Jeremy Wilson: Spain set to scale final peak in dream decider
A rare meeting of two football giants should be mouth-watering.
In losing only two competitive matches in seven years, this Spain team have already guaranteed their place in any debate about the greatest side in international football history. With a World Cup and two European Championships in the trophy cabinet, the remaining unconquered challenges or records are also now scarce.
Motivation, then, should not be a problem in Rio de Janeiro tonight when even this golden generation of Spanish players can achieve and experience three things they've never done before.
First and foremost, the Confederations Cup is the one major international tournament that has eluded them. After their shock defeat against the United States in the semi-finals of 2009, they could now become the first team to hold a treble of the main international tournaments. This will also be a match of considerable symbolic meaning. The current Spain side have never previously played against Brazil, the five-time World Cup winners, and certainly not at the iconic Maracana Stadium.
It all adds up to what most neutrals would regard as the dream final for a tournament that, even amid the backdrop of serious social unrest in Brazil, may just have come of age over this past fortnight. Sepp Blatter, the Fifa president, described it yesterday as "the best" of all the seven Confederations Cups that have previously been held.
The resurgence of Brazil and the individual performances of Neymar have been central to the tournament's success. Rated as 22nd in the world, Brazil have been in relative crisis in recent years and, with manager Luiz Felipe Scolari deliberately lowering expectations, there is general surprise that they have beaten Mexico, Italy and Uruguay on their way to the final. Even in front of 78,000 home fans at the Maracana tonight there will no sense of Brazil being under any particular pressure.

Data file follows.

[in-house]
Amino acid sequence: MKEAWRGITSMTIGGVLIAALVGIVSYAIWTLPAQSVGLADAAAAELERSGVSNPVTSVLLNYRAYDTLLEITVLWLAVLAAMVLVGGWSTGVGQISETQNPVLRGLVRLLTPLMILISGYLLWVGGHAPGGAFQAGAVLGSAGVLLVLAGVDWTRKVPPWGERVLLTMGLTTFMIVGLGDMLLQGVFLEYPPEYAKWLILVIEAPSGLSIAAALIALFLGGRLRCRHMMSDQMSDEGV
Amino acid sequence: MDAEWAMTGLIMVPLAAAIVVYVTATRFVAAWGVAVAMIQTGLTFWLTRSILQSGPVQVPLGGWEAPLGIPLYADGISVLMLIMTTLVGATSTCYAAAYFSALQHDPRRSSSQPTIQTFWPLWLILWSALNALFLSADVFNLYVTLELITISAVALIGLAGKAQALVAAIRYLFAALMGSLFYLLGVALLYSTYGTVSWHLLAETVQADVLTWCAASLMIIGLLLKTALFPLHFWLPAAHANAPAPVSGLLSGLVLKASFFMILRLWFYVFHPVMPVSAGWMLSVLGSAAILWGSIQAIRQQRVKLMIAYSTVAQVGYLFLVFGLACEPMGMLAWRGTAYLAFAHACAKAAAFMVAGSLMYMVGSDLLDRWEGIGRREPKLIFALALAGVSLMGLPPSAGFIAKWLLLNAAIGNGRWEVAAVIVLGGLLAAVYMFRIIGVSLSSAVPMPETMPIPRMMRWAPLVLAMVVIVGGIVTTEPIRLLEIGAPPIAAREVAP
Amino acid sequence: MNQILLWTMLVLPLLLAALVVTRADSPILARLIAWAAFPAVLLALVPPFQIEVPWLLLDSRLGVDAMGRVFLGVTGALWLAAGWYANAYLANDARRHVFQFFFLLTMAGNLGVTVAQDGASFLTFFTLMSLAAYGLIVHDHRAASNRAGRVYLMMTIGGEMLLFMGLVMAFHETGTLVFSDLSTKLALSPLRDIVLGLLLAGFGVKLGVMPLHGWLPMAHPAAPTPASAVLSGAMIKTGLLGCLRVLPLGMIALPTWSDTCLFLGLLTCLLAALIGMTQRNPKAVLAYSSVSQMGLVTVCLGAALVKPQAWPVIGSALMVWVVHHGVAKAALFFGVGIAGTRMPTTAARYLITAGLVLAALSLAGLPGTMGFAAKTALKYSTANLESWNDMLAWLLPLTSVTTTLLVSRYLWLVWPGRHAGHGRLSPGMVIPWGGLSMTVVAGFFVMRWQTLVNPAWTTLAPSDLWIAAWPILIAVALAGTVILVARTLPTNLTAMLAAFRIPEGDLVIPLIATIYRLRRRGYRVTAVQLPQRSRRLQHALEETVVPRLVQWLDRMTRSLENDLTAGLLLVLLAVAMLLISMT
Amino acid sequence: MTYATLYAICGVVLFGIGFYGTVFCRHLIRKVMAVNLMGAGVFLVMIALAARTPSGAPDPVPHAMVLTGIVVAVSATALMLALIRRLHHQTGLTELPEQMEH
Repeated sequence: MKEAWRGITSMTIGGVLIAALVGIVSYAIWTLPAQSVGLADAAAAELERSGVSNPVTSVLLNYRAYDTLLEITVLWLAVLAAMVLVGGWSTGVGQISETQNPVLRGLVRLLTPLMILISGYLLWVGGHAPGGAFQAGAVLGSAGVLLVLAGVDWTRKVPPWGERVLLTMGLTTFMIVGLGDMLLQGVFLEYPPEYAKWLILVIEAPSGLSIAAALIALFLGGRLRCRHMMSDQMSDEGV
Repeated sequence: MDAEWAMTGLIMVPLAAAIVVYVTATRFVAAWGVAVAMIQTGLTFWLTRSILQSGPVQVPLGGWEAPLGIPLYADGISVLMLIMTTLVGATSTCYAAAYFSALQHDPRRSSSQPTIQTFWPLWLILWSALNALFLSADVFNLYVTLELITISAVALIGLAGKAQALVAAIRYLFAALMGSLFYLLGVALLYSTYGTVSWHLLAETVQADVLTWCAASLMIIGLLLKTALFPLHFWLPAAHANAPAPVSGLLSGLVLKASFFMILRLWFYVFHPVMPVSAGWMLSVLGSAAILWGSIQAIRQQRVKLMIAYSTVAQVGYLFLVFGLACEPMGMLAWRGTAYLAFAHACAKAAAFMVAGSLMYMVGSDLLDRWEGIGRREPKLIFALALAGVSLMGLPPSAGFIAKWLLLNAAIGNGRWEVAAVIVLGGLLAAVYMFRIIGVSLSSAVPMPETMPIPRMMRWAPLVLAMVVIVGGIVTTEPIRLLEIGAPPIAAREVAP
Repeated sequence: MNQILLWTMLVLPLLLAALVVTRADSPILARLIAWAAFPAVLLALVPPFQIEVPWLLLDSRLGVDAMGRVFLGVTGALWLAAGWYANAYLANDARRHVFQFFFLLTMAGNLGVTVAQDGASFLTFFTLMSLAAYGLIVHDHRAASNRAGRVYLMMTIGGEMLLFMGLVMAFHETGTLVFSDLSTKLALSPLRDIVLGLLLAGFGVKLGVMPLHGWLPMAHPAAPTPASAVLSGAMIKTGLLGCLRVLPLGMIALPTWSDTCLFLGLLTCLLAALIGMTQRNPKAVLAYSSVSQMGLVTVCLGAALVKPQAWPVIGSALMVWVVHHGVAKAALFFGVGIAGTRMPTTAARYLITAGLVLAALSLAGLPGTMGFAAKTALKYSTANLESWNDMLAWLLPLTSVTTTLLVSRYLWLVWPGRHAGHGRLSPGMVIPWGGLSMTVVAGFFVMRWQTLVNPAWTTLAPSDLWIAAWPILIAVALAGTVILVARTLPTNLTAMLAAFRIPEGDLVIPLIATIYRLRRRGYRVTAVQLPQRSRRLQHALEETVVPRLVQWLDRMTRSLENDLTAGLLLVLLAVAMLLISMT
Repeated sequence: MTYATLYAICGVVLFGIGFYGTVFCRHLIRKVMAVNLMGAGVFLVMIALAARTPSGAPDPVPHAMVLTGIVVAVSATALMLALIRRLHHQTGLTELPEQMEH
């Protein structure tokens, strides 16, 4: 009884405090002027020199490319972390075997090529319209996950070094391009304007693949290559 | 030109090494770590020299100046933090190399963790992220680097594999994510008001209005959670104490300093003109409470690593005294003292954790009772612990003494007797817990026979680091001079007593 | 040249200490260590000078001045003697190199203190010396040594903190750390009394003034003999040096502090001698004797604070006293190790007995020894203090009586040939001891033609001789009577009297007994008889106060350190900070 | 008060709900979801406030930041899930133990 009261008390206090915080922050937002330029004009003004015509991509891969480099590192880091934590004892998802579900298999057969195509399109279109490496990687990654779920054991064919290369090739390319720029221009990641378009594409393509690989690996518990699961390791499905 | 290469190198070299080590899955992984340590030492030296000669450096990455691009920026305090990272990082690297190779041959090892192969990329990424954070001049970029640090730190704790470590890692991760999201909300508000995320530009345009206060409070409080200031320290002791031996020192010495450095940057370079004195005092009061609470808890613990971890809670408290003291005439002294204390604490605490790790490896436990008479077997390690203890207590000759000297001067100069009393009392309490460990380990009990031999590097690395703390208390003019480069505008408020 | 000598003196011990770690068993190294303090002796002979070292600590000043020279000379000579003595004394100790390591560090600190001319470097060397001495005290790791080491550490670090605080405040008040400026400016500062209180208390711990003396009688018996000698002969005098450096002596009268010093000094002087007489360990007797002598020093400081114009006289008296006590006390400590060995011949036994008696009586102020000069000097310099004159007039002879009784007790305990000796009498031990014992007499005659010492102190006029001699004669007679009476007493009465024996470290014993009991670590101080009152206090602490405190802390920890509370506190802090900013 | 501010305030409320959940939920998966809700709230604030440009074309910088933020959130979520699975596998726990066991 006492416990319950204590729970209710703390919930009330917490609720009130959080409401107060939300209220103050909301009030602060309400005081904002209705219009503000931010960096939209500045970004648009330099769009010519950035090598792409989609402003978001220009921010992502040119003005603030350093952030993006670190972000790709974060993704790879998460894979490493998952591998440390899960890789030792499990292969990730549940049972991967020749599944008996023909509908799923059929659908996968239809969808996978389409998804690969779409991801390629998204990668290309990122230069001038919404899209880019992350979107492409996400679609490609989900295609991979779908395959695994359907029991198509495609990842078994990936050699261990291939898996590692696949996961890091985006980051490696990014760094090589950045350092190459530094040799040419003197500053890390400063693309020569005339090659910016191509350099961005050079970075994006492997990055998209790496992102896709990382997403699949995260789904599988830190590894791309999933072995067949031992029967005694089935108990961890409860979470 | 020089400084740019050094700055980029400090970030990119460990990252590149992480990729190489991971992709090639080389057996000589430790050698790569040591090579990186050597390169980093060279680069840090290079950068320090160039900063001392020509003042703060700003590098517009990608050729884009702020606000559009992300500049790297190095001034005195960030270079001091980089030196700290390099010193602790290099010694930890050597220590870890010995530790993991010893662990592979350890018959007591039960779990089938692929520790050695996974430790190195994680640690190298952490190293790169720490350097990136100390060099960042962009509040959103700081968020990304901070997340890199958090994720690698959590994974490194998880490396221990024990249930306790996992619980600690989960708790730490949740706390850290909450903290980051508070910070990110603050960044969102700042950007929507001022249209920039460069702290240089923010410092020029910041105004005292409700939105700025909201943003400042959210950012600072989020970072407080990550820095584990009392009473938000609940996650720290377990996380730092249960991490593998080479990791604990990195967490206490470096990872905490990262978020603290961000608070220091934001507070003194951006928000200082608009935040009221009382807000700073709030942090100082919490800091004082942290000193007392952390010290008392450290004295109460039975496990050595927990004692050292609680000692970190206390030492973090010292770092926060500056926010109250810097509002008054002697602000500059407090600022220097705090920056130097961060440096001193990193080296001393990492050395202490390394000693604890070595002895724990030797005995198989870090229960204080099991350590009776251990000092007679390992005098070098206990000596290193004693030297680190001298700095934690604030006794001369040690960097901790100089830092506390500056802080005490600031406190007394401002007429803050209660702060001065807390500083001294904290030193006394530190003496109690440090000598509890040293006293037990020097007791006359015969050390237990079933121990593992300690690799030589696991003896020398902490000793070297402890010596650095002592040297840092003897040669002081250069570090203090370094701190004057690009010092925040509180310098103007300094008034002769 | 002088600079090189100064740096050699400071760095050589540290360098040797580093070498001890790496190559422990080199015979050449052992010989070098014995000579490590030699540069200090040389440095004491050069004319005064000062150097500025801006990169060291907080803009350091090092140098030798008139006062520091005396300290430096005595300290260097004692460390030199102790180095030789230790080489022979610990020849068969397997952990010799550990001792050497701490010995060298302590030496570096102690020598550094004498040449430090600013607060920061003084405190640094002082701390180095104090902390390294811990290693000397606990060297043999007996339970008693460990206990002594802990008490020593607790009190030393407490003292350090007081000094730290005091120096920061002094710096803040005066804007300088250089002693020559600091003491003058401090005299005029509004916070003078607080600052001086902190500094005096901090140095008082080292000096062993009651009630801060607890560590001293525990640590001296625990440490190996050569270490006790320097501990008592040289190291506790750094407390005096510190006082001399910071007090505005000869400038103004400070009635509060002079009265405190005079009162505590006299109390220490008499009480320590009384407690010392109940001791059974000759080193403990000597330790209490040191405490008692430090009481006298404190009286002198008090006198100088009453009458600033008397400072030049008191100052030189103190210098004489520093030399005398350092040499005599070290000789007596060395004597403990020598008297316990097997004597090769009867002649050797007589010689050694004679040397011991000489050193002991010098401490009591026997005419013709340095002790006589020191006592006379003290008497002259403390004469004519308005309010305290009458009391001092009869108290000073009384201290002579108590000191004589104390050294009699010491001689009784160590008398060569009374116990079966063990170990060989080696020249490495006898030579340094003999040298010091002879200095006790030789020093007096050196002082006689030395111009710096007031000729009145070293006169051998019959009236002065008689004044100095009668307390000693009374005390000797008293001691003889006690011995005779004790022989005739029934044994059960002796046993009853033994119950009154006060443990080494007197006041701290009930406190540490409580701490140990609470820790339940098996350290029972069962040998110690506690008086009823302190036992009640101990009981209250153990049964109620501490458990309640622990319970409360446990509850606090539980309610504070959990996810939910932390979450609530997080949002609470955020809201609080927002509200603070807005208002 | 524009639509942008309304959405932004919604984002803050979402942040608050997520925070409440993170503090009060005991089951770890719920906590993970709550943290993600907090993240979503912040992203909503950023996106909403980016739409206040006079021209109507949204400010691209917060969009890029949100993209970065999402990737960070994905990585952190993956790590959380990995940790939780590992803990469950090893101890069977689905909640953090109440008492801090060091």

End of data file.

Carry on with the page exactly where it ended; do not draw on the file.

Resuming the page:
"We know Spain is the best team in the world and that they have the best players in the world," Neymar said. "We respect them and I admire them a lot, but when the match starts we have full confidence that we can play well to beat them. It's tough to wait for a match like this. We will be playing for our families, our friends, but above all for the Brazilian nation. We are ready for what will be a historic match."
Spain, of course, will be the favourites but their aura of invincibility has slipped in recent months. The failure of Barcelona and Real Madrid to reach the Champions League final has reverberated beyond Europe while they were lucky to beat Italy on penalties in the semi-final.
"The match against Italy showed that Spain can be beaten," said Carlos Alberto Parreira, Brazil's assistant coach. Scolari is similarly optimistic and believes that he has now laid a springboard for next summer: "We achieved our goal of getting to the final and giving the players a sense of unity and the fans an idea that we have a good team that can get to the final of the World Cup."
Tonight will also be an occasion with plenty of Premier League interest. Spain's Juan Mata says that he and David Luiz, his Chelsea team-mate, have been joking about the fixture. Mata, though, is eyeing "the perfect" end to his own marathon season of more than 70 matches. "It will be nice to play a team like Brazil in the final – the best football country in history," he said.
Iker Casillas, the Spain captain and goalkeeper, said: "It's a curtain-raiser for the World Cup and everyone who loves football will agree that it should be a great match. The whole world wanted to see a Brazil-Spain final."
Brazil v Spain,
RTE 2/BBC 1, 11pm